Certain metabolic disorders, including type 2 diabetes, pre-diabetes, gestational diabetes, polycystic ovarian syndrome, metabolic syndrome, and insulin resistance can also lead to weight gain.  Many people with these disorders may be insulin resistant and therefore overproduce insulin in response to eating.  Insulin is not only a fat-storing hormone that instructs the body to store energy, but excess insulin cannot be excreted and can also be stored as fat.

When a person with insulin resistance eats certain foods (many types of carbohydrates, excessive protein, or high-fat foods) their body may over respond by producing too much insulin in order to maintain normal blood glucose levels.  This is because cells in the body do not respond effectively to insulin so the body keeps on producing more until the cells finally "unlock" and move glucose into cells for nourishment.

Insulin resistance can be improved.  Exercise, especially anaerobic (such as weight lifting and resistance training) activity can improve muscle sensitivity to insulin and increase insulin sensitivity by as much as 15% -- the same percentage of improvement as may be seen when taking oral insulin-sensitizing medications.  Losing weight also improves insulin resistance, as does following a healthy, low-fat, moderate protein diet, rich in complex carbohydrates.

Many with insulin resistance find it easier to meet their weight loss goals by following low-glycemic index diets, or carbohydrate controlled plans.  True, low-carbohydrate (40 grams of carbohydrate or less per day) that induce ketosis are somewhat controversial as to their long-term health risks and benefits.  But many who are metabolically challenged and unable to lose weight on other plans find they can control their weight by more drastic carbohydrate reduction.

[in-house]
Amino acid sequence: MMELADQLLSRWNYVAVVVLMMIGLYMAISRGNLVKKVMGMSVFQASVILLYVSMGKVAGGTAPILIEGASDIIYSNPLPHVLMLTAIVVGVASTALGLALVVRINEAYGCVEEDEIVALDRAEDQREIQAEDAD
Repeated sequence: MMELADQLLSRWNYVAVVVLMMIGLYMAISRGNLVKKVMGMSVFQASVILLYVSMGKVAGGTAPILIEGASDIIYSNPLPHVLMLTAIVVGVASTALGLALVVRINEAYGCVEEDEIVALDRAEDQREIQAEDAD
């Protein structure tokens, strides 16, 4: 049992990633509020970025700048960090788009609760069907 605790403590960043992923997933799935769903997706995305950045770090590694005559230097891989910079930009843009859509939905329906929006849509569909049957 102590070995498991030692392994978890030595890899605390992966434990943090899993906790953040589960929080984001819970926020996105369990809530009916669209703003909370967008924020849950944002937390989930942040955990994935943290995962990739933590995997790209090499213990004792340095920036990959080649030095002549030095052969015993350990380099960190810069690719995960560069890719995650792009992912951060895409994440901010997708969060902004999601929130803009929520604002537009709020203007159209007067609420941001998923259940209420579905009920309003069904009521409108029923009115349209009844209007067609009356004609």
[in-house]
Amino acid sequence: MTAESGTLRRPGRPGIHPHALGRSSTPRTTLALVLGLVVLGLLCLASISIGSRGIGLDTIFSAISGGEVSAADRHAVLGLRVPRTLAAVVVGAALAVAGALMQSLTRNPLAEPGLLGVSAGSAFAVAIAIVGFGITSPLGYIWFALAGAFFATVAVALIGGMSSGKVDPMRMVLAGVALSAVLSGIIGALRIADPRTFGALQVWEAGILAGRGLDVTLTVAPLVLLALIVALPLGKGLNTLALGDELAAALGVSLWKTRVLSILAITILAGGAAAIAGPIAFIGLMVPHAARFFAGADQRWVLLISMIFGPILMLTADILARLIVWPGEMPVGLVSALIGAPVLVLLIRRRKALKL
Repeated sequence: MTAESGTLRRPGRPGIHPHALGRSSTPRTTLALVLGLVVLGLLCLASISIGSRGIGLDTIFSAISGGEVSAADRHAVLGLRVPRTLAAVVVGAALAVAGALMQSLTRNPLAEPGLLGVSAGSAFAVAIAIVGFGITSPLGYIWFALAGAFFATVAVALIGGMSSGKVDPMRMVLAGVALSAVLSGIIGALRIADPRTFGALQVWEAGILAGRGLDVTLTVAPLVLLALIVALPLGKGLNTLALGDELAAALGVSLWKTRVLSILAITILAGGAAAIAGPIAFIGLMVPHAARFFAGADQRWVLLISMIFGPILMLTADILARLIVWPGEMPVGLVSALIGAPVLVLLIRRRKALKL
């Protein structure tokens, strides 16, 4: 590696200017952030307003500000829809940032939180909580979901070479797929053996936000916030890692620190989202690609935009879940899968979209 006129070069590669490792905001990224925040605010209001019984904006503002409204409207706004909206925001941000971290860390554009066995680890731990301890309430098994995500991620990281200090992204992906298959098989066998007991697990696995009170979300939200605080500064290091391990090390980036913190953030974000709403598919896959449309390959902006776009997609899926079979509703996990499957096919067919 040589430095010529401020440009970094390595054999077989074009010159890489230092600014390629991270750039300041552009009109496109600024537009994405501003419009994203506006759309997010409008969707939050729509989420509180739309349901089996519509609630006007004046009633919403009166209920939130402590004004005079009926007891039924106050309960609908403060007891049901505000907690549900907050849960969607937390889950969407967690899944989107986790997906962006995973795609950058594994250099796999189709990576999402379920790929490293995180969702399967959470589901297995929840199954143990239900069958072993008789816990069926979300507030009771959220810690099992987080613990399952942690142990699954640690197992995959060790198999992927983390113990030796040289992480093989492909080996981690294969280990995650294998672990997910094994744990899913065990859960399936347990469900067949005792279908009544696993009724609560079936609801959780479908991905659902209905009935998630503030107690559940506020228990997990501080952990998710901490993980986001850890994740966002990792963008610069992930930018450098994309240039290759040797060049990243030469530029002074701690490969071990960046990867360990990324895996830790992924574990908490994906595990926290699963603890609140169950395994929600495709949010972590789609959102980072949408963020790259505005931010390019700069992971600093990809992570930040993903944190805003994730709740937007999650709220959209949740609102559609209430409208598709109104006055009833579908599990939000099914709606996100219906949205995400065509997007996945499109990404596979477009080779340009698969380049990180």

Sudden weight gain from fluid retention may indicate a serious underlying medical problem including heart disease, kidney disease, high blood pressure, a negative side effect to an oral anti-diabetes medication, or even a condition such as irritable bowel syndrome or celiac disease.  Be sure to discuss any sudden, unexplained, or significant weight loss or gain with your physician.

Still another cause for weight gain (fat, not water retention) in persons with diabetes is from taking certain anti-diabetes medications. Although weight gain has not been associated with metformin (also sold as "Glucophage") other drugs used in the treatment of diabetes type 2 and insulin resistance-type metabolic disorders do.  You can read more about weight gain from Actos and Avandia, two drugs in the glitazone family in the article titled "Futile" Cycle Both Fights Diabetes And Causes Weight Gain; Penn Researchers Describe Paradox Underlying The Effectiveness Of Anti-Diabetes Drugs."

   

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Page Updated 10/06/2006